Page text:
Spanking is a term used to describe the act of hitting a child with open hands, mostly on their bottom. This is a common parenting technique to discipline children and has been in practice for several decades now. Some argue that spanking is a harmless act, while others disagree. Since spanking has a long history, some parents are skeptical about whether or not to spank their children (1).
Read on to know more about the facts, effects, and alternatives of spanking children.
Is It Okay To Spank Your Child?
The American Academy of Pediatrics advises that parents avoid any form of physical punishment for their child, including spanking (2). Spanking might temporarily help you stop your child’s undesired or problematic behavior. However, many studies over the years have demonstrated that spanking is ineffective in instilling positive behaviors in your child in the long run (1). Moreover, physical punishments, such as hitting and spanking, may lead to injuries and many other problems.
What Are The Consequences Of Spanking Children?
- Studies prove that spanking may pose an increased risk of mental health and cognitive disorders in children.
- Spanking increases the likelihood of serious physical injuries.
- Spanking is an illustration of aggressive behavior. It may encourage your child to imitate your behaviors, increasing the risk of behavioral problems.
- If you spank regularly, it may normalize the act of hitting. Your child might assume that physical force, or any form of violence, is an acceptable method of getting things done (4).
- Your child might become used to getting spanked and not fear punishments. You may end up losing the influence on your child. The child may even become more rebellious.
- Research shows that spanking may negatively affect a child’s social and emotional development (5).
- Spanking may increase the risk of aggression and anti-social behavior. The child may also be at an increased risk of developing depression and anxiety.
Is It Legal To Spank Your Child?
The legality of spanking children varies by country. There are about 33 countries that have banned all forms of corporal punishments in children, including those by the parents (1). In the US, many states explicitly restrict corporal punishment, such as spanking, while others do not restrict it (6). Nevertheless, any grievous injury to a child due to corporal punishment, including those caused by parents’ spanking, may be subject to legal proceedings in most countries.
How To Discipline Without Spanking?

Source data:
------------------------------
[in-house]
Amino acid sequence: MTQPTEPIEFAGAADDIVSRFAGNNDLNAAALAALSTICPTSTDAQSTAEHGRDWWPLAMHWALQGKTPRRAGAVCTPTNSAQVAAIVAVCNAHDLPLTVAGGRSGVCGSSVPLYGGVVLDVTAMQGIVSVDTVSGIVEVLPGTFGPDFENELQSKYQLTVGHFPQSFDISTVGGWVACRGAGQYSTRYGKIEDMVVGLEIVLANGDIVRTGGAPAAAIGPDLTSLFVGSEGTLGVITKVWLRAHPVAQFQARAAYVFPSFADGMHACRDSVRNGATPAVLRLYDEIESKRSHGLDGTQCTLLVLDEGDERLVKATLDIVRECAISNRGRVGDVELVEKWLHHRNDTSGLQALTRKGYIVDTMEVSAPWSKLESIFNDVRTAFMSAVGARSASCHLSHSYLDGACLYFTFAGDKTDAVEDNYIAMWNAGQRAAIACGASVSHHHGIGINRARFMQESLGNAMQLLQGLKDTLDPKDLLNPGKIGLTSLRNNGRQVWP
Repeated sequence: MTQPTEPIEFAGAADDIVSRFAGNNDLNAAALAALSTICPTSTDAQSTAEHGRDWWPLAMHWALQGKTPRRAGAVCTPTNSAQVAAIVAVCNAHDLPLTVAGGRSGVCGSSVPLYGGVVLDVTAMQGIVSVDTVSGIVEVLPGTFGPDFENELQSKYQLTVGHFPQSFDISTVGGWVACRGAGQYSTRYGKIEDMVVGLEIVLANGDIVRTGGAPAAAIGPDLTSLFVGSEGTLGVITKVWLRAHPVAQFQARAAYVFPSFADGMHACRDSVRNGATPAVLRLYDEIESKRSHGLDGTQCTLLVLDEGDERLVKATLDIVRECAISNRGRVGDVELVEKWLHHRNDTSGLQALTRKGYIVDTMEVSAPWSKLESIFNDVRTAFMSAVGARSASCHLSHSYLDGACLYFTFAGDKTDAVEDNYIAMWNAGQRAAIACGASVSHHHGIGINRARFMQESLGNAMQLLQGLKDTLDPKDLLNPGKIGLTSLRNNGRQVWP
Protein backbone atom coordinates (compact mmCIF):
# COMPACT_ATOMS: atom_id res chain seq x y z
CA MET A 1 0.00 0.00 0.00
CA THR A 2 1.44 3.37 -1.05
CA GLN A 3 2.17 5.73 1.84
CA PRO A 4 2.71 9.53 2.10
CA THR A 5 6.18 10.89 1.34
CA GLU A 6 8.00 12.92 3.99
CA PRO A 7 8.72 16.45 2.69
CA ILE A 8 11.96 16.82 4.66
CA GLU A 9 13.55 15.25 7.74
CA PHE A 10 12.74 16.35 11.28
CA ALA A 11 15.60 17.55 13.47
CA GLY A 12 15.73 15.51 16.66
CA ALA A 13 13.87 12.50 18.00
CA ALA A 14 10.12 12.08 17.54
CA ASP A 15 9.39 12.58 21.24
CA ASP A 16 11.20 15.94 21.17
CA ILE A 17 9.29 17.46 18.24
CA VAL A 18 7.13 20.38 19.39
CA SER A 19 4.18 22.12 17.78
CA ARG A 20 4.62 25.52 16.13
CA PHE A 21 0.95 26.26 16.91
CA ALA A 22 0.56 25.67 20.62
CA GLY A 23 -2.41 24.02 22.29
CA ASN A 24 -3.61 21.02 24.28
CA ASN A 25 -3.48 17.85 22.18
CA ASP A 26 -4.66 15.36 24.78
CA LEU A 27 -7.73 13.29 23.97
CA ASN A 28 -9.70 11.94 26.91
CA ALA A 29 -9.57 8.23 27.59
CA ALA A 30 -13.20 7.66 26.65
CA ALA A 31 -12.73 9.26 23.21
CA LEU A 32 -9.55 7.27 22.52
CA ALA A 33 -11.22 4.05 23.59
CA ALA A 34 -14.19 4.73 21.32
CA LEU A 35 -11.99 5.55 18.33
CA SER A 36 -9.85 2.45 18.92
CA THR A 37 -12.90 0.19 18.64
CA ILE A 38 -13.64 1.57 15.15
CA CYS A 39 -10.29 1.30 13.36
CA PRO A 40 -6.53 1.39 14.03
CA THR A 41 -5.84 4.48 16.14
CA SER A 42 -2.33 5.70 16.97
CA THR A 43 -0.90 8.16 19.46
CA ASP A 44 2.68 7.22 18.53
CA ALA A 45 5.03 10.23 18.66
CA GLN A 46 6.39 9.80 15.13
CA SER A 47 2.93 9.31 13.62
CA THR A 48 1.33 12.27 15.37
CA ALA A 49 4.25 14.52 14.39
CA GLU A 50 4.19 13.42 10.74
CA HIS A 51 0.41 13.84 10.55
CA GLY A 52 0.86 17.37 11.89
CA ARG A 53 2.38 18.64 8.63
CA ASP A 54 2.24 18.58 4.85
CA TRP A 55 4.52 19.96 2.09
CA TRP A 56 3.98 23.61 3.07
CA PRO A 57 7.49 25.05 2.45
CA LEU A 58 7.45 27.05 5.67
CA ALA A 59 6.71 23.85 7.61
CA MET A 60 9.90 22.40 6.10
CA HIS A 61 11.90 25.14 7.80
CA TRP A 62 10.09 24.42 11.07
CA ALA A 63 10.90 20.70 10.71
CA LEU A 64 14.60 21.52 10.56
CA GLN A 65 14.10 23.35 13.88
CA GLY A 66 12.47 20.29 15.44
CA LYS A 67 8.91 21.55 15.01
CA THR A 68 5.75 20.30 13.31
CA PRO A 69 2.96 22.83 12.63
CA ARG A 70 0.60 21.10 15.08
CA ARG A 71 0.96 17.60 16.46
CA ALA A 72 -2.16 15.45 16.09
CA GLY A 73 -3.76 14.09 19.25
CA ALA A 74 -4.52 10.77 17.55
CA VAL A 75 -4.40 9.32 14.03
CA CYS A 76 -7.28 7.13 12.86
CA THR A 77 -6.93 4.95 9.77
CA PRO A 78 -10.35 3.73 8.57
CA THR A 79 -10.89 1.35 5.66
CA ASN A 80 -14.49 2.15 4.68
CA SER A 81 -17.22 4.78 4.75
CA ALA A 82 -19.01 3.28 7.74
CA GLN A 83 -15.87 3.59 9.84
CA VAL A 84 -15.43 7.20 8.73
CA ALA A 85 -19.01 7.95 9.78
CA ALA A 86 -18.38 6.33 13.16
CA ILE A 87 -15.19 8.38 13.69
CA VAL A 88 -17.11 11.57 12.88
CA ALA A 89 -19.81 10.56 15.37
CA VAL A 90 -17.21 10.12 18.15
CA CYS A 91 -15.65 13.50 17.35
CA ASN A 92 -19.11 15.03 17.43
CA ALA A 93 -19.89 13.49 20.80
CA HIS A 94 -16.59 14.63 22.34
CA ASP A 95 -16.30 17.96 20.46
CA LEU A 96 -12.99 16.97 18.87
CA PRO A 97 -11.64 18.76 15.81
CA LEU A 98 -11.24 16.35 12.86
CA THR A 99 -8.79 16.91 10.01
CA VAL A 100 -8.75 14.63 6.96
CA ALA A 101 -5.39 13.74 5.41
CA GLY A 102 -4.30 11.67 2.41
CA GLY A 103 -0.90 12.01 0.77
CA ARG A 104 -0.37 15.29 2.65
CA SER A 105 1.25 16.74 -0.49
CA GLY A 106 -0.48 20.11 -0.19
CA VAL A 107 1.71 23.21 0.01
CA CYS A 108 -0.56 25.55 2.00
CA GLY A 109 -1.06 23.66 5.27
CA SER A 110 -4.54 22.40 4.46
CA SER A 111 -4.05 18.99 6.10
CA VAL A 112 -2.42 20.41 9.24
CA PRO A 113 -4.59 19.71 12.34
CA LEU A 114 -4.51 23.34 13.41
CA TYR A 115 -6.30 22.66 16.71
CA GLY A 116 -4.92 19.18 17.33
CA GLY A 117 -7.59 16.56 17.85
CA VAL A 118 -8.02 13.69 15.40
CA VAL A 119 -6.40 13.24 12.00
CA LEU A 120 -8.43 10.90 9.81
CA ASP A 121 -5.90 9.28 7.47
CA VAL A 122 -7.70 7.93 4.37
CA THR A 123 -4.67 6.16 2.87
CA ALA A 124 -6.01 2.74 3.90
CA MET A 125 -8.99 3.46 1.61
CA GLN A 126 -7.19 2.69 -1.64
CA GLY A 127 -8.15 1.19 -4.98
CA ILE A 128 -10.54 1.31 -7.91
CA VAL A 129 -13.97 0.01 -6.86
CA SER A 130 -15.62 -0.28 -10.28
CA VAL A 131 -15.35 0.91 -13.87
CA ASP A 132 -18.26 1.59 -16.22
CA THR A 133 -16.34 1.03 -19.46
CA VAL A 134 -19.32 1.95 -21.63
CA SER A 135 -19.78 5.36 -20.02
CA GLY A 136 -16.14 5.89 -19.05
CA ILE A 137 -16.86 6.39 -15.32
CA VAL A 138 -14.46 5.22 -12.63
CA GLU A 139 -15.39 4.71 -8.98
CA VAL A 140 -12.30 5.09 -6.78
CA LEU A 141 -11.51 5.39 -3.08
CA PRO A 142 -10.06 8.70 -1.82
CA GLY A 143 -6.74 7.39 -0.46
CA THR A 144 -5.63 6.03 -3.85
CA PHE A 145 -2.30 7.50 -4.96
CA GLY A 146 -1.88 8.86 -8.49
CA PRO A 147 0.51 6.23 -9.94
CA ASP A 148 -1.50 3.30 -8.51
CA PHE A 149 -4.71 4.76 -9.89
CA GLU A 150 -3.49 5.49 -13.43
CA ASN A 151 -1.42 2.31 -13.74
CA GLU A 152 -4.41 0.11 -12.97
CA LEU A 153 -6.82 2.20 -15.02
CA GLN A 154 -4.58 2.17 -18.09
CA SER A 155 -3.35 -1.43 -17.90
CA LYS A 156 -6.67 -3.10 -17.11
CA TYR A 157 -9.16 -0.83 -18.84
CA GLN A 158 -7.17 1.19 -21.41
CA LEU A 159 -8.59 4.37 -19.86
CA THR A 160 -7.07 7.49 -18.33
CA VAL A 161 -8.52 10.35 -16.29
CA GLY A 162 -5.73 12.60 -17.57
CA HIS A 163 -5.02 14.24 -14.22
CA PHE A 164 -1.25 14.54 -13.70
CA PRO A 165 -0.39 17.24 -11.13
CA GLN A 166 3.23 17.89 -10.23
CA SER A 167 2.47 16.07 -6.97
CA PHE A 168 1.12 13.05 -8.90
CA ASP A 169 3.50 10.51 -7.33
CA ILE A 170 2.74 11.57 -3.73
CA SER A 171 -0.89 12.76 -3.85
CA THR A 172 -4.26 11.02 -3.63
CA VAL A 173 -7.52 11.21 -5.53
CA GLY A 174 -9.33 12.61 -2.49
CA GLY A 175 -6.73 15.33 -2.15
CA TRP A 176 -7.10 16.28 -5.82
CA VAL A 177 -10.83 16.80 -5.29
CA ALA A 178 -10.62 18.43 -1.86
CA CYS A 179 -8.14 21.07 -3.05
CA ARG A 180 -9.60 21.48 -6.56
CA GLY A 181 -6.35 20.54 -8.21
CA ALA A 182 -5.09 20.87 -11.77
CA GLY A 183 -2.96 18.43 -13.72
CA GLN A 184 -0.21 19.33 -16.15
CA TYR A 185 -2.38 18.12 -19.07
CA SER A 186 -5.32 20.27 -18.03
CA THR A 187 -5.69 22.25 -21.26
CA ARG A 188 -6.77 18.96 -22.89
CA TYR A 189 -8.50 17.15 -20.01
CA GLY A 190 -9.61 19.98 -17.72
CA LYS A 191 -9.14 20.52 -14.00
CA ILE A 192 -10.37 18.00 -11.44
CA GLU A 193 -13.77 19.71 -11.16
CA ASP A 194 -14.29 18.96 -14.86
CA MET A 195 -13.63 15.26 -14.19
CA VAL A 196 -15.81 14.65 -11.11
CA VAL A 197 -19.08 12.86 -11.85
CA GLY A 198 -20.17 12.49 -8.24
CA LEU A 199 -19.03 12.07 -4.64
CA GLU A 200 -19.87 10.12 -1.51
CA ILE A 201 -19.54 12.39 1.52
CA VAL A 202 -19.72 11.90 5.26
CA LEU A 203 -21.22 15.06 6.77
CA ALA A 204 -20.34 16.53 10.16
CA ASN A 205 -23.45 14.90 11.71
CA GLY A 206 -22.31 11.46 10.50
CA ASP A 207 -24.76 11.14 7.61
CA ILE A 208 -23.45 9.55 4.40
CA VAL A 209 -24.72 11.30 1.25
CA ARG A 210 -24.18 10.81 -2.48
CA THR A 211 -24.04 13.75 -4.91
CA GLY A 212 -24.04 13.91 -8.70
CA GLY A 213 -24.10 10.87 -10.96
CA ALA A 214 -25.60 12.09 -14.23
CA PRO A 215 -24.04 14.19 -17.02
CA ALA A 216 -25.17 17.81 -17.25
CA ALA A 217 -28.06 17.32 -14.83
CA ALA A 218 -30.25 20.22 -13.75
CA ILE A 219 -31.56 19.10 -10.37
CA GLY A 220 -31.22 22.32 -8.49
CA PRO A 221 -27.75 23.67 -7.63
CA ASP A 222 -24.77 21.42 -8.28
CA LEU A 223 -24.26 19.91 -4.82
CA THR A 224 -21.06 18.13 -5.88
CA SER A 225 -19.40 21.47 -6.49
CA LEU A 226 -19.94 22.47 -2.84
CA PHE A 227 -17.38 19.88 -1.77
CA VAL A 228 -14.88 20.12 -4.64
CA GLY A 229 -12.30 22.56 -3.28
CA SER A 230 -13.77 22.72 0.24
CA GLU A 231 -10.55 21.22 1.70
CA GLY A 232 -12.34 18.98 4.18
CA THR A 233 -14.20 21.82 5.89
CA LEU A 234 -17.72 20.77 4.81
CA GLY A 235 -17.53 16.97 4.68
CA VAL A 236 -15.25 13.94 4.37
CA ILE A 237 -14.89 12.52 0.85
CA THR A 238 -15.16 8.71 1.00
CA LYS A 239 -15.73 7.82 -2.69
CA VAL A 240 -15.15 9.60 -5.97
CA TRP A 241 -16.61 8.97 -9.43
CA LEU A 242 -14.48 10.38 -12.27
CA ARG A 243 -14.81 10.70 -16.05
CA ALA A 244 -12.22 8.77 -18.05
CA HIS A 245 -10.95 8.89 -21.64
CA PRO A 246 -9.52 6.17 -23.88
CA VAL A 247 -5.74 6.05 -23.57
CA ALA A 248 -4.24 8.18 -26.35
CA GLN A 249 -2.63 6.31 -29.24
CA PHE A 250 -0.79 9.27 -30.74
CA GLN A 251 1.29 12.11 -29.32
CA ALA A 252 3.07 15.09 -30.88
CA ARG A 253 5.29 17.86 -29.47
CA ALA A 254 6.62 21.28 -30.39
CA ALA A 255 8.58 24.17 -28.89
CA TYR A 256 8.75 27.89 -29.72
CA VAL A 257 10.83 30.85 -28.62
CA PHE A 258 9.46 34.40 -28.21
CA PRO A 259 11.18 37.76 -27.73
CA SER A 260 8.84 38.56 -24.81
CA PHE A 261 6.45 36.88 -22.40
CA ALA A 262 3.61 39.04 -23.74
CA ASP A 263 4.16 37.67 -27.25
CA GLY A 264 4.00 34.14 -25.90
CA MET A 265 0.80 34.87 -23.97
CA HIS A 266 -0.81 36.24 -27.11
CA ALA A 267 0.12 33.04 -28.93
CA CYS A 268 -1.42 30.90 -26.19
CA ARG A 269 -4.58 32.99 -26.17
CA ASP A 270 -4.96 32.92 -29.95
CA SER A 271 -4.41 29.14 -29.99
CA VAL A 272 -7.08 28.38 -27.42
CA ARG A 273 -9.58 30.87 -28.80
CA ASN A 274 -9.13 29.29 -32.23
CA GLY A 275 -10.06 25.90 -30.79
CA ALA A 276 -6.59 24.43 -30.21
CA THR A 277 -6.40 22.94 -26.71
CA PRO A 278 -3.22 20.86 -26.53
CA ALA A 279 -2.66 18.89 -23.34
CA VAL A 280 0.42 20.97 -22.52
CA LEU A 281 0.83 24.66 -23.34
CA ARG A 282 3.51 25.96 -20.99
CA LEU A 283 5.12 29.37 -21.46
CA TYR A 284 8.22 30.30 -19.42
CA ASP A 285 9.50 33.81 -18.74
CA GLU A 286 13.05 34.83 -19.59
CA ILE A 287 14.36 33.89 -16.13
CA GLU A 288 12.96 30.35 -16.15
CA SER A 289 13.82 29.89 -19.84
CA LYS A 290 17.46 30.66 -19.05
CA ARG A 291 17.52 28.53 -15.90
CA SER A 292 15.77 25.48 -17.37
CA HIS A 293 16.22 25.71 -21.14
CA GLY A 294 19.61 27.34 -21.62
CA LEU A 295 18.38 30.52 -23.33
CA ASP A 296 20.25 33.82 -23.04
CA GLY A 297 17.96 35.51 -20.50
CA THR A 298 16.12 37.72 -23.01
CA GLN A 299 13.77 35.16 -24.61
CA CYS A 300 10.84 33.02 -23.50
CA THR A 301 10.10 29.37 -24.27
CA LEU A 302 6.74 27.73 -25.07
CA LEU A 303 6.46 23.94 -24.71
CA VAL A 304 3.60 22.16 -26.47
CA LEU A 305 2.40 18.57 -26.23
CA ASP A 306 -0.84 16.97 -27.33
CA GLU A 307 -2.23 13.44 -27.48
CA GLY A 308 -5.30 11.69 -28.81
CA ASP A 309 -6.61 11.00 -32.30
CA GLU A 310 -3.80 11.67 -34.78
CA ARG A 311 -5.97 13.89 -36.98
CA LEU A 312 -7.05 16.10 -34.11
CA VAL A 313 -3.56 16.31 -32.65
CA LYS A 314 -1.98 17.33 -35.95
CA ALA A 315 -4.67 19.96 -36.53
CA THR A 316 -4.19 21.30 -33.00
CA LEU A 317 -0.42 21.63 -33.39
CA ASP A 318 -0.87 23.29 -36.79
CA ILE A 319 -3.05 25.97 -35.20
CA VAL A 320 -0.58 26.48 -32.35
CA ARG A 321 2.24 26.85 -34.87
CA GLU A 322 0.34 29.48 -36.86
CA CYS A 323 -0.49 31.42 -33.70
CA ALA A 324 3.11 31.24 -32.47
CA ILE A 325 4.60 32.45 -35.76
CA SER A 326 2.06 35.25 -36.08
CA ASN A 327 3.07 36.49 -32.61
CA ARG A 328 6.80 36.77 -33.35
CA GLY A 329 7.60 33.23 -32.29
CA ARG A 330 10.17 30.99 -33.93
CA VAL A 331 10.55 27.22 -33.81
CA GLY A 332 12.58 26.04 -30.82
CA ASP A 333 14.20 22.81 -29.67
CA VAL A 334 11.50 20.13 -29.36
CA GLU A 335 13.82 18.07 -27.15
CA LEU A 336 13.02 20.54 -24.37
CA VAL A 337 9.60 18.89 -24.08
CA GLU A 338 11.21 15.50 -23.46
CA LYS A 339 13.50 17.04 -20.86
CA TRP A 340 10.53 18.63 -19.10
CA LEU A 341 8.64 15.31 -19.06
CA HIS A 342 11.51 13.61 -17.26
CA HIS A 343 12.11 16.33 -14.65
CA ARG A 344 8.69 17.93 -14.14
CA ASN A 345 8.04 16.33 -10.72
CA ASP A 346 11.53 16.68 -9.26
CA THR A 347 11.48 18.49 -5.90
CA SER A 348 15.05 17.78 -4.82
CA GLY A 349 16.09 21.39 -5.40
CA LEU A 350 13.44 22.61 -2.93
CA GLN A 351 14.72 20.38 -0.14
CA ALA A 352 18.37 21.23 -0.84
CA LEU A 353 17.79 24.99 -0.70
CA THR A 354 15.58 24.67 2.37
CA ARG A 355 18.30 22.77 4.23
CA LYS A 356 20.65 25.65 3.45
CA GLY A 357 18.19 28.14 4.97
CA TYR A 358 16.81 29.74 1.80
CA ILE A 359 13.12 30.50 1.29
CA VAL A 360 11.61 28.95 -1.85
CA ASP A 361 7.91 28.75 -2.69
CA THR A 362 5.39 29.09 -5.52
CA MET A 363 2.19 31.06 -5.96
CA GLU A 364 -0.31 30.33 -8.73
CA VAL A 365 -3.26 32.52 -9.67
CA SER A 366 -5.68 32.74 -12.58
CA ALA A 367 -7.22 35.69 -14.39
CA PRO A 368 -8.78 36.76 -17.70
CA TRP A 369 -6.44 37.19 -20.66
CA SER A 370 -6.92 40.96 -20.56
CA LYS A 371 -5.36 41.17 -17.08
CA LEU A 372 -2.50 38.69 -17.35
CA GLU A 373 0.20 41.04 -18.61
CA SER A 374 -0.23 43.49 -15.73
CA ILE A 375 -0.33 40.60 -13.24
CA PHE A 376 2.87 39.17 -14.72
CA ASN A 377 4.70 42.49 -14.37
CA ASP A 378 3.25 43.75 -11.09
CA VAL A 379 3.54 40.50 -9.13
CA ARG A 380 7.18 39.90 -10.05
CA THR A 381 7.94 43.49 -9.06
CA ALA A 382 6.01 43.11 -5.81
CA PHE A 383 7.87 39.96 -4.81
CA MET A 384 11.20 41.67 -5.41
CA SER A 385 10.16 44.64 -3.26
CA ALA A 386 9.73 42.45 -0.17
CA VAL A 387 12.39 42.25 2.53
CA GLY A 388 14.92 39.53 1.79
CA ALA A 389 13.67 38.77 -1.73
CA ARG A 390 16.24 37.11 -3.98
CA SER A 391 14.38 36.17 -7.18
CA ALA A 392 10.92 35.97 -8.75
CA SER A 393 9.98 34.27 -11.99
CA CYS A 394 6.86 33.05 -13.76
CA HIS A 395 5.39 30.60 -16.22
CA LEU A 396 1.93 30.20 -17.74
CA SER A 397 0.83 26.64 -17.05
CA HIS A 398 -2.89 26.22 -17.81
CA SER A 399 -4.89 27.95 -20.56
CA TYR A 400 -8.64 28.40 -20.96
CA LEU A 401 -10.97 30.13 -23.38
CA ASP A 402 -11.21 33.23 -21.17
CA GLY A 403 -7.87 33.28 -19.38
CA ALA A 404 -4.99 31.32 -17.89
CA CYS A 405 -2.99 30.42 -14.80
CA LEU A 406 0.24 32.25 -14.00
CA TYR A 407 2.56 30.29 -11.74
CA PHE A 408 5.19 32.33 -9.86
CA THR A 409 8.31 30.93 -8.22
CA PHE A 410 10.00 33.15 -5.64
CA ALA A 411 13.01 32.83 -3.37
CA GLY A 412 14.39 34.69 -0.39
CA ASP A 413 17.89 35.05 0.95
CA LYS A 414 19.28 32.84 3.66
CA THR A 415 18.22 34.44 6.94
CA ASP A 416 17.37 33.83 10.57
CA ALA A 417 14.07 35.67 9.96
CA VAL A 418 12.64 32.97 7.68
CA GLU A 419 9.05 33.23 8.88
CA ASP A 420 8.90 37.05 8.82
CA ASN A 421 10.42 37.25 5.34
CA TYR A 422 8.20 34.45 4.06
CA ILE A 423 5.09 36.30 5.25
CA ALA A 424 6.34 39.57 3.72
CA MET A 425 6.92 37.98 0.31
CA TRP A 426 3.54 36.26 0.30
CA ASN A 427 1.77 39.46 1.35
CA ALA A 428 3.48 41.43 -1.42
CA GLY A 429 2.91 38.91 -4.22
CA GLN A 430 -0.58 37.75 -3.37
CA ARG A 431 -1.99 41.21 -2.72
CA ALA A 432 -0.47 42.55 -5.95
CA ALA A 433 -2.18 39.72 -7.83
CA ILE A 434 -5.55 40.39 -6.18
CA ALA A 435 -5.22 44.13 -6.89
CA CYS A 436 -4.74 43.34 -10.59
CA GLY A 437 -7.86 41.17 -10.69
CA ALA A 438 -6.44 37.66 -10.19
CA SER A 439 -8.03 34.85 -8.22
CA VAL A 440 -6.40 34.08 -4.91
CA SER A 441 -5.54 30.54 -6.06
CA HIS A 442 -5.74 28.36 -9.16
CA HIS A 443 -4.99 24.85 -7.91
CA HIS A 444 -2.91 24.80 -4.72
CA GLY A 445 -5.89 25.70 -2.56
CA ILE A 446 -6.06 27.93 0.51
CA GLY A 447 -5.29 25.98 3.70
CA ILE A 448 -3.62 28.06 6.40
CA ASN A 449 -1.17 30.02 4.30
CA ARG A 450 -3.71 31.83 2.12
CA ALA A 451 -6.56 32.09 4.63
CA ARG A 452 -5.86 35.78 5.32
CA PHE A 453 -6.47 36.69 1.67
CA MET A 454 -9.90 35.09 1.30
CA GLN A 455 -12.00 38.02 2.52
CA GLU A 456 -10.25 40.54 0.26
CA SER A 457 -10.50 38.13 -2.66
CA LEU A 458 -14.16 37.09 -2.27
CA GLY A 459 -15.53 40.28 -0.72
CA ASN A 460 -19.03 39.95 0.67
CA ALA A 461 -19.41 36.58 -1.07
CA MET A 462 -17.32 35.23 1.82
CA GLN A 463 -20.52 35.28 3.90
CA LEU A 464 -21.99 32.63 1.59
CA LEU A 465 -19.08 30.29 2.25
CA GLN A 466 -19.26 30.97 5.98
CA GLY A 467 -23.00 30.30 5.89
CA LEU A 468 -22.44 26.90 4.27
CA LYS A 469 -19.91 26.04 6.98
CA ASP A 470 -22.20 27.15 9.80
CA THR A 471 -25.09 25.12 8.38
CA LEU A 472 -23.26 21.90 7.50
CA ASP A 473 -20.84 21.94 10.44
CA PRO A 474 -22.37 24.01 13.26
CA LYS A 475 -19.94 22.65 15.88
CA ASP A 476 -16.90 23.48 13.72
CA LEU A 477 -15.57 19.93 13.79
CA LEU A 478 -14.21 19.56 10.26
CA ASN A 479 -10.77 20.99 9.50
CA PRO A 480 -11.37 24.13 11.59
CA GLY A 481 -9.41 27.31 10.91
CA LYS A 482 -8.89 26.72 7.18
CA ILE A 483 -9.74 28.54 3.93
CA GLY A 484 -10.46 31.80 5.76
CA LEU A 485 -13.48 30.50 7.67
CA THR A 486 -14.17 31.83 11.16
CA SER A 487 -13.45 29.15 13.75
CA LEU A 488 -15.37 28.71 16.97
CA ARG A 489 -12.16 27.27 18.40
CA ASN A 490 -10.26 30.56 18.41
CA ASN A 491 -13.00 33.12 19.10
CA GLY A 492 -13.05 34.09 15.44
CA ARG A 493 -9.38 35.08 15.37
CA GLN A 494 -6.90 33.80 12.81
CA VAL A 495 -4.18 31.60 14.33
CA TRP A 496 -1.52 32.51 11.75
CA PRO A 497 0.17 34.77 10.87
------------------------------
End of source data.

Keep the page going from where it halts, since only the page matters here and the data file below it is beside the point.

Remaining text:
When you feel anguished by your child’s behavior, keep in mind that spanking is not the right way of correcting them. Instead, parents may follow alternative methods that work without having to hit the child (7)(8).
- Establish a friendly and supportive relationship with your child, which may encourage them to demonstrate positive behavior and share their problems openly. If the child is always spanked, the child may see you only as a controller and not someone they can rely on.
- Take time out from your routine to patiently explain to the child the right behavior in polite words in a manner best understood by your child. Show them the actions that are right and those that are wrong.
- Set rules and limits and make no exception in any situation, letting the child know the consequences of prohibited actions. It may reduce tantrums and related aggression, which often results in spanking.
- Observe any potential triggers that cause your child to become unruly and cranky, leading you to spank the child. Comprehending past experiences may help you identify triggers.
- Be a good role model by maintaining your calm in all situations. Make sure you follow the same behavior and rules you expect your child to follow.
- Shower your child with rewards and praise when they do something good. This will encourage them to keep up the good behavior over time. Rewards can be simple items such as stickers or homemade coupons that your child may redeem for some item at a later date.
- You may try other disciplinary methods such as a time-out or withdrawing your child’s favorite privileges for a while. Once the child has served the disciplinary action, calmly explain their mistake without berating them.
- Holding high expectations from your child’s behavior can make you frequently agitated. Therefore, accept the limits of your child’s behavior and range of understanding based on their age.
- Choose to ignore some actions that may not be entirely wrong or bad. Focus on checking your child’s behavior objectively rather than scolding them for an action, which may be annoying to you as an adult but not inappropriate for someone of the child’s age.
Spanking has been common in several societies since parents have seen their parents and grandparents do it for generations. However, modern research notes that spanking has no benefit for the child and may cause more harm than good. You may instead adopt a kinder, non-violent parenting approach that works better in prospering your child into an emotionally and physically stable being.
- Elizabeth T. Gershoff; (2013); Spanking and Child Development: We Know Enough Now To Stop Hitting Our Children.
- Where We Stand: Spanking.
- The case against spanking.
- Please Don’t Spank Your Children And What To Do Instead.
- The Effect of Spanking on the Brain.
- Elizabeth T. Gershoff and Sarah A. Font; (2016); Corporal Punishment in U.S. Public Schools: Prevalence, Disparities in Use, and Status in State and Federal Policy.
- Why You Shouldn’t Spank Your Kids and What to Do Instead.
- What’s the Best Way to Discipline My Child?.